Note that these steps may need to be repeated depending on how much help your skillet needs. McManus points out that your first attempt might not result in a perfectly seasoned pan. That's okay, she says, "It takes time and plenty of cooking and eating delicious food, to get it back."
And if you're concerned you haven't done it right, McManus says don't worry, "You can't mess it up — it's industrial strength cookware. Anything you don't like the look of, go back in with steel wool and give it a scrub, rinse, heat with oil, and start again."
- Using too much oil. McManus and Lodge both recommend applying only a small amount (less than the size of a dime, McManus says) of oil to the skillet during the seasoning process. That's because your skillet can only absorb so much of that oil and any excess will be left to pool on top. That oil becomes rancid and sticky, making your skillet hard to use the next time.
- Fearing soap. The experts agree that a little soap is fine for your cast iron cookware. Just make sure it's fully rinsed off before moving onto the oiling and heating part of the process.
- Not heating the pan after oiling. McManus says that the final heating step is crucial, so don't skip it. The oil needs to be heated so that it can bond to the pan and become a layer of seasoning.
When Is It Time to Re-season My Cast Iron?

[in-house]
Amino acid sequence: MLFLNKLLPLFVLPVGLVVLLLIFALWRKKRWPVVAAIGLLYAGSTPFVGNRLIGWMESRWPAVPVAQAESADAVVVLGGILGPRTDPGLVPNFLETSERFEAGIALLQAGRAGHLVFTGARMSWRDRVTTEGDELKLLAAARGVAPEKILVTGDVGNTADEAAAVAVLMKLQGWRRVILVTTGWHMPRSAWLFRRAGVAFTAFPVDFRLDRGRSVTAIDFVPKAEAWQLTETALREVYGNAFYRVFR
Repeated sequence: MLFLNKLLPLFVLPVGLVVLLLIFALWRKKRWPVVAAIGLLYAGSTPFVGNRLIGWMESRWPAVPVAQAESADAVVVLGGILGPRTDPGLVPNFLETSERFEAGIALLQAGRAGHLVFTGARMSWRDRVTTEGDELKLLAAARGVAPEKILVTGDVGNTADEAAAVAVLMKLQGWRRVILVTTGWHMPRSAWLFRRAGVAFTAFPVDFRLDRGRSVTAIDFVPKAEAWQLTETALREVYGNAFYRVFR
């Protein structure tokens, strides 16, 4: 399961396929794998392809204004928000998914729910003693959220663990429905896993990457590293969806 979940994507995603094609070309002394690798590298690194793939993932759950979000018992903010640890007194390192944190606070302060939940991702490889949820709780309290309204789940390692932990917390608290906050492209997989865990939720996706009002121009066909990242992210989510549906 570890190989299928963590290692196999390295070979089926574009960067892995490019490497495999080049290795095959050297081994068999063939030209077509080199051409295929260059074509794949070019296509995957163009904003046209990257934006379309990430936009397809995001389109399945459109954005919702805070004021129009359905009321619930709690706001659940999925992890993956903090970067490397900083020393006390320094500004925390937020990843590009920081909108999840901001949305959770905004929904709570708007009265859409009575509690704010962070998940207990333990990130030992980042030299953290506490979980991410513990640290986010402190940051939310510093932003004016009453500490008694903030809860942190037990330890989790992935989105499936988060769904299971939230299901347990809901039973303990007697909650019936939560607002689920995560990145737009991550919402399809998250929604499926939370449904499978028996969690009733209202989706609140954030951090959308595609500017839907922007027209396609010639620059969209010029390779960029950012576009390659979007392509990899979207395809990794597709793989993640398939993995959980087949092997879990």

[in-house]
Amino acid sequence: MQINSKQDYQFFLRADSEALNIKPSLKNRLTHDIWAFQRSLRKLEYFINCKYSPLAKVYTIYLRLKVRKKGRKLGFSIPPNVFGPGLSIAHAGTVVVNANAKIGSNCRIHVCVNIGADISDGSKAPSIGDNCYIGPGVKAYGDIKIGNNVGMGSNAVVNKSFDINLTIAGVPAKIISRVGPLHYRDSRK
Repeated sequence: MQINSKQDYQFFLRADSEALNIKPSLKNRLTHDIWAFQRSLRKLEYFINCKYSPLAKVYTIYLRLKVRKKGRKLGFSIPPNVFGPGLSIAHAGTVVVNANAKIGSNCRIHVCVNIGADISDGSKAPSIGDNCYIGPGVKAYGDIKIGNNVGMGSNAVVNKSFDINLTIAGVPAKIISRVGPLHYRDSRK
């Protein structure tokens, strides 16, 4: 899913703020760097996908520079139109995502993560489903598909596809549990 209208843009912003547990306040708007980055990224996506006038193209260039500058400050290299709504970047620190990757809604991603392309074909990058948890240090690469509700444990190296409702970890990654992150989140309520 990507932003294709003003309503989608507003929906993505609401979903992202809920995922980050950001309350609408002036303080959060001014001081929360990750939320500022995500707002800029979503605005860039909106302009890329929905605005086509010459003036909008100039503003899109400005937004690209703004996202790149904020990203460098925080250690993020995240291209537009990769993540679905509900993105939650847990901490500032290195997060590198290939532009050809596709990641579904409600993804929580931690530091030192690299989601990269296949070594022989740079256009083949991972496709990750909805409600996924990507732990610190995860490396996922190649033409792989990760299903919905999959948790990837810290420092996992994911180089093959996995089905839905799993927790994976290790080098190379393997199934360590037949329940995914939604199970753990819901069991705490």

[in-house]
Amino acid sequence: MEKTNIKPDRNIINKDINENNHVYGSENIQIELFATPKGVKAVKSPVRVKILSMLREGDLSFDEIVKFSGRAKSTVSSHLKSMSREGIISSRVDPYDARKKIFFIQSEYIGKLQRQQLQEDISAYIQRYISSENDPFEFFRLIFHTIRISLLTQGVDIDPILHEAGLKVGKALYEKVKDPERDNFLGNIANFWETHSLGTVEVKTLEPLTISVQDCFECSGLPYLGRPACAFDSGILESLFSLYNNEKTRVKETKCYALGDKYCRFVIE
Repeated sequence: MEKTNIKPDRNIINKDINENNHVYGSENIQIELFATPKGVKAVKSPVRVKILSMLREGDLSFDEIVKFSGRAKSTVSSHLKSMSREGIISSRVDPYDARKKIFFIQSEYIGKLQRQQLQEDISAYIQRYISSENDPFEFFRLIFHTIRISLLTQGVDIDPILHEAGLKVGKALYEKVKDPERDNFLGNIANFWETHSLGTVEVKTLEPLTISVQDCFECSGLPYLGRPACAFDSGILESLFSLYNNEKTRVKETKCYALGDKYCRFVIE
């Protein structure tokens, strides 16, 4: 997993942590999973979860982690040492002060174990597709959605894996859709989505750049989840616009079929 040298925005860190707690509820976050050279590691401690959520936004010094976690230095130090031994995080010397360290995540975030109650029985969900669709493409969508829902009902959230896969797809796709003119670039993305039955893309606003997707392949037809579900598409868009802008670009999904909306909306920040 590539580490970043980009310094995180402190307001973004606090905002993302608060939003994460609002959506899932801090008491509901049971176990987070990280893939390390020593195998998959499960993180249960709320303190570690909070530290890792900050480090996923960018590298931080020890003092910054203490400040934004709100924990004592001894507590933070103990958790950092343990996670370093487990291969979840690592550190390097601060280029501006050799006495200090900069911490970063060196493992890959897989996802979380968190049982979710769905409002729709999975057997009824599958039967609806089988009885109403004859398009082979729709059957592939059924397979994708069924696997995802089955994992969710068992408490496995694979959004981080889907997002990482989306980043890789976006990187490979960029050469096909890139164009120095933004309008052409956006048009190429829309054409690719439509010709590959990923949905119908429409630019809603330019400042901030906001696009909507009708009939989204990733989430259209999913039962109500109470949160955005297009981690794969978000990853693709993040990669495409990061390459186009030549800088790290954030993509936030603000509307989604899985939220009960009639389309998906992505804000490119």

Remember, you're seasoning your cast iron cookware every time you use it. But if you notice your food is sticking more often or that your patina is wearing off, it's time to re-season as instructed above. If you're looking for a timeline, Lodge recommends seasoning your cast iron cookware in the oven a few times a year. Doing so adds a thorough layer of seasoning onto the entire pan, strengthening the bond to the iron.
An important part of seasoning is the overall care of your skillet. That means every time you cook with it, you need to do a tiny bit of maintenance.
To prevent stubborn messes after you've cooked, McManus recommends rinsing your still-warm cast iron skillet under hot, steamy water (use a potholder to protect your hand). Choose hot water over cold since cast iron is susceptible to thermal shock, which can cause your skillet to crack or warp. Next, scrub the pan (with or without a small amount of soap) using a long-handled scrub brush and rinse well. Return the skillet to the still-warm burner to dry. By the time the meal is over, the skillet should be clean and dry.
If it looks overly dry, add a very small amount of vegetable oil and wipe it around with a paper towel, turn the burner back to medium to warm it, while wiping it a few more times with a paper towel. Once it's fully warm, probably one or two minutes later, switch off the burner and leave it there to cool gradually. Now it's all seasoned and ready for next time.
What about that brand-new cast iron skillet? Does it need to be seasoned before you use it? Most of the time, no. That's because most brands pre-season their cast iron cookware so that you can cook with it immediately. Always check the packaging to be sure.